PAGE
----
20 U A B C O M P R E H E N S I V E C A N C E R C E N T E R

it have to do with cancer? There was some difficulty understanding Warburg s hypothesis, because it turned out that what he proposed was not true for all cancer cells. In fact, it didn t seem to apply to blood-related cancers such as leukemia or lymphoma.

In solid tumors, however, such as lung and breast cancer, mitochondria did show damage commensurate with Dr. Warburg s hypotheses. Even then, scientists were slow to accept the causal relationship between damaged mitochondria and cancer. We and others in the field have changed that, and now it s very fash- ionable, Dr. Singh says. If you do a search for the Warburg effect, it s everywhere. Cell metabolism, as it became part of the process, is everywhere now.

His interest my passion and hobby, he calls it has broadened to include not only cancer but all mitochondrial diseases, which he estimates affect one in every 2,000 children born in the U.S. And there s adult onset as well, he says. These diseases can occur at any age and in any organ. Since establishing Mitochondrion, Dr. Singh has helped establish organizations in countries across Asia and Europe to try to determine an epidemi- ology for the disease. Parallel organizations in the United States and India collaborate to gather enough patients with mitochondrial diseases to populate a clinical trial. But we re also finding that some of these children, if they live to adulthood, get cancer, he says. And that s the connection I keep coming back to.

Answering the Call Dr. Singh s most significant discovery of late was

the UAB Comprehensive Cancer Center. Two years ago, while a researcher and professor of oncology at Roswell Park Cancer Institute in Buffalo, New York, Dr. Singh got a call from center director Edward Partridge, M.D., inviting him to come to UAB to deliver a seminar and visit the place and see if there s anything I like, Dr. Singh says.

He liked a lot. Familiar with the comprehensive can- cer center model through his work at Johns Hopkins and

at Roswell Park, he was impressed by the strengths and the potential UAB s center had to offer. The resources here, the research opportunities, and the opportunity to build a program in this area were the main reasons, he says, with the strength of the center s cancer genetics and genomics research ready to support his work. Also, I wanted to run away from Buffalo to a warmer climate.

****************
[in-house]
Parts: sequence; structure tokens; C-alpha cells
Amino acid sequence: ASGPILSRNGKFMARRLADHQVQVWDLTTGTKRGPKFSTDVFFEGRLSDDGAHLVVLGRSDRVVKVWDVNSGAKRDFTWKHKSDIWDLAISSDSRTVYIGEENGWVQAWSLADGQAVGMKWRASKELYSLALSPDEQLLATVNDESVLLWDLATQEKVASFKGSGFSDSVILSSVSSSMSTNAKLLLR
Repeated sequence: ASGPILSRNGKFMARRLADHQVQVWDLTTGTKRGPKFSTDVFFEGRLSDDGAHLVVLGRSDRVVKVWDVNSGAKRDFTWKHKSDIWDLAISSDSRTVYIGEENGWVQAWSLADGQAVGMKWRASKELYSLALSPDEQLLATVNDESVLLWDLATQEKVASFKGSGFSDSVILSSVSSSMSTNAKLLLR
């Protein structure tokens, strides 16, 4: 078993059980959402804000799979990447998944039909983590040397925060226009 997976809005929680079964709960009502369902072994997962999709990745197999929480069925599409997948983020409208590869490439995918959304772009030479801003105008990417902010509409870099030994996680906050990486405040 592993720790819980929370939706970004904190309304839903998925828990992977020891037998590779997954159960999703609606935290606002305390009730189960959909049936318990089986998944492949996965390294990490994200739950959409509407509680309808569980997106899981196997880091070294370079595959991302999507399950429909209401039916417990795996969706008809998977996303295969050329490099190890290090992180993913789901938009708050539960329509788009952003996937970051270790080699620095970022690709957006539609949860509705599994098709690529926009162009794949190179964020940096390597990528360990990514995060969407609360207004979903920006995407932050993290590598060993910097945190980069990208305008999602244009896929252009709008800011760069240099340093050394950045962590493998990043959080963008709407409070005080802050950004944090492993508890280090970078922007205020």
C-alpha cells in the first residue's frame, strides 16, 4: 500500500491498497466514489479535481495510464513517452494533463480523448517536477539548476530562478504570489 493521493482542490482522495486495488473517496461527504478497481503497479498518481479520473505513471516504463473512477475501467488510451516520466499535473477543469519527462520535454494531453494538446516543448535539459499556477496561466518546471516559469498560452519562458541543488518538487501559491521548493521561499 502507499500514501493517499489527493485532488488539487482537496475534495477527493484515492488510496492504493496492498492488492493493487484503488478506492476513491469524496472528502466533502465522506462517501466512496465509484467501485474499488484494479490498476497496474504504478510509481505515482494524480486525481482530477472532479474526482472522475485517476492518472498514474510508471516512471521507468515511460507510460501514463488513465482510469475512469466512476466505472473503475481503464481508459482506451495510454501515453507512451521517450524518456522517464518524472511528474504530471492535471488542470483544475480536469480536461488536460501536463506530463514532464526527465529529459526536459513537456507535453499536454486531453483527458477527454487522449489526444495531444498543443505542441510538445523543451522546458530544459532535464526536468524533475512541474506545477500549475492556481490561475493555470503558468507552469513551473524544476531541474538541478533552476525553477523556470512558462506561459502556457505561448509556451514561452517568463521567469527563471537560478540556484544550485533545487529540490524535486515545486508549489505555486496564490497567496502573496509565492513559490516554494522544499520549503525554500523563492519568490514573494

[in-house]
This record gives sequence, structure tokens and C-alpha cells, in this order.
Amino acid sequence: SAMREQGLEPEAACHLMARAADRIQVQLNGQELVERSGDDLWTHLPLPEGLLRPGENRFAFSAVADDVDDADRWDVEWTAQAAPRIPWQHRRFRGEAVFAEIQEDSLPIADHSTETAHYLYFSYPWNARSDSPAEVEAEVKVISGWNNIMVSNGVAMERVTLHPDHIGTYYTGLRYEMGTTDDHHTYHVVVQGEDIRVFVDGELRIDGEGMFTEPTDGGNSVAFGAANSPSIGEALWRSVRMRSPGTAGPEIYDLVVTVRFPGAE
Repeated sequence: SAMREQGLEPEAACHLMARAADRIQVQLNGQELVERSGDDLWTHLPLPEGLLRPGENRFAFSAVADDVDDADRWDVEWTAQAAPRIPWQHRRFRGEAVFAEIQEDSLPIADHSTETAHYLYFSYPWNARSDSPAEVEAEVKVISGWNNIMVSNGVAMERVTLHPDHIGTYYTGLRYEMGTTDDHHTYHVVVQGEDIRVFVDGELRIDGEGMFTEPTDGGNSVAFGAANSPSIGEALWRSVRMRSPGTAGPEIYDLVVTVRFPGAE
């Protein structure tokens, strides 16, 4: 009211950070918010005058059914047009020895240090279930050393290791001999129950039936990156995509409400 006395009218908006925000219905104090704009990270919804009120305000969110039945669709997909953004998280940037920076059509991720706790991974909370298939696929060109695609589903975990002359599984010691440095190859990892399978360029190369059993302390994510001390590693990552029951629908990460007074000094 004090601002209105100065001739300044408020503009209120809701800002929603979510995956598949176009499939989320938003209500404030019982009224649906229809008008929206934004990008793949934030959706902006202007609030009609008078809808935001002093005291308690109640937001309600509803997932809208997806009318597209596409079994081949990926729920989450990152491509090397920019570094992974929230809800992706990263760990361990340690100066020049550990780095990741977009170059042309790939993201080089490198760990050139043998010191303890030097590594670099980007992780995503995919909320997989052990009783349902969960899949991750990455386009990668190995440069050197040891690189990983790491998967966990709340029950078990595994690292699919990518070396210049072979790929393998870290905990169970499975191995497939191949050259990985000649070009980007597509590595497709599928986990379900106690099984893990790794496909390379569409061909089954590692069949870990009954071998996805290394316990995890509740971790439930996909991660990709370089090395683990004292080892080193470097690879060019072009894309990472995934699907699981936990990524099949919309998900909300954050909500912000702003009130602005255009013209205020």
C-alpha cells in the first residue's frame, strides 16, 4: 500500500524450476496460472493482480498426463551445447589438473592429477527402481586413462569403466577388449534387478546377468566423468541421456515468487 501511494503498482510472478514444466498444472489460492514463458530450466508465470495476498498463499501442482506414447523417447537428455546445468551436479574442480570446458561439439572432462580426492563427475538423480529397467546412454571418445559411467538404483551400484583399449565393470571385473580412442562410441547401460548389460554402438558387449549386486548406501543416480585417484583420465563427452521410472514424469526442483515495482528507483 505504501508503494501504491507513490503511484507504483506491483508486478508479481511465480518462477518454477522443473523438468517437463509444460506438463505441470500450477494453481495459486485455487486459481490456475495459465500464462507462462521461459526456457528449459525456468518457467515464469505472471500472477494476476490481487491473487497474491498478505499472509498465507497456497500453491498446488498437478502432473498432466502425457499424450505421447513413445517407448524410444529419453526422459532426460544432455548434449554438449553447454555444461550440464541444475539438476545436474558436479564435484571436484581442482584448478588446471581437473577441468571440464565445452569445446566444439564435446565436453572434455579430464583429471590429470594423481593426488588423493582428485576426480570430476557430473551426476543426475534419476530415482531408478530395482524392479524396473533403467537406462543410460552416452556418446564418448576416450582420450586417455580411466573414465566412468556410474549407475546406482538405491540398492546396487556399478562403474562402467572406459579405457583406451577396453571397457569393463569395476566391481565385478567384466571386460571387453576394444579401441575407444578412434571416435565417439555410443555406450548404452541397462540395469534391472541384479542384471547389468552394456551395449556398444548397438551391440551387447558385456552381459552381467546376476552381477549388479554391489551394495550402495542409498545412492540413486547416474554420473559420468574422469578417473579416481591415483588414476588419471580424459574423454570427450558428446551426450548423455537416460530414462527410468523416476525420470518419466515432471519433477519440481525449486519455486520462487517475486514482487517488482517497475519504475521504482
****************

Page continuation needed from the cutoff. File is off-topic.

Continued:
If the science had not been enough to keep him in Birmingham, he says, the area might have been enough. It s a beautiful area. You don t know until you get here, he says. These hills aren t written about on Birmingham s city Web site. It s just fantastic you could not have this kind of living in any other city.

Miles to Go When not at the office, Dr. Singh enjoys time

at home with his wife, Kylie, his son, Vijay and his daughter, Anita who no longer have to stamp enve- lopes and mail newsletters for him. Now I have an RSS feed so that everything to do with mitochondria feeds directly into the Web site, he says.

That leaves him more time for one of his favorite activities reading poetry, particularly the work of poets Rabindranath Tagore and Omar Khayyam. Although Dr. Singh has written a good deal of poetry himself, he now finds language to be a barrier a speaker of Bhojpuri in his native India, Dr. Singh also speaks Hindi, Sanskrit, Urdu and English. Now I m confused about which language I should write, he says. I ve sort of given it up in the past several years. But I ve substituted that with editing books. This is my complete circle a doctor struggling for 10 years to convince the world that mitochondria are present, working with Leslie Costello, one of the godfathers of the field he s in his 80s, his career is finishing, and I m still trying to make a point.

Dr. Singh s days are not all prosaic, however. He is always ready with his favorite poem Robert Frost s Stopping by Woods on a Snowy Evening. The woods are lovely, dark and deep, but I have promises to keep, and miles to go before I sleep, he quotes.

Dr. Singh s

interest my

passion and

hobby, he

calls it has

broadened to

include not only

cancer but all


diseases, which

he estimates

affect one in

every 2,000

children born in

the U.S.

continued from page 19

scientist profile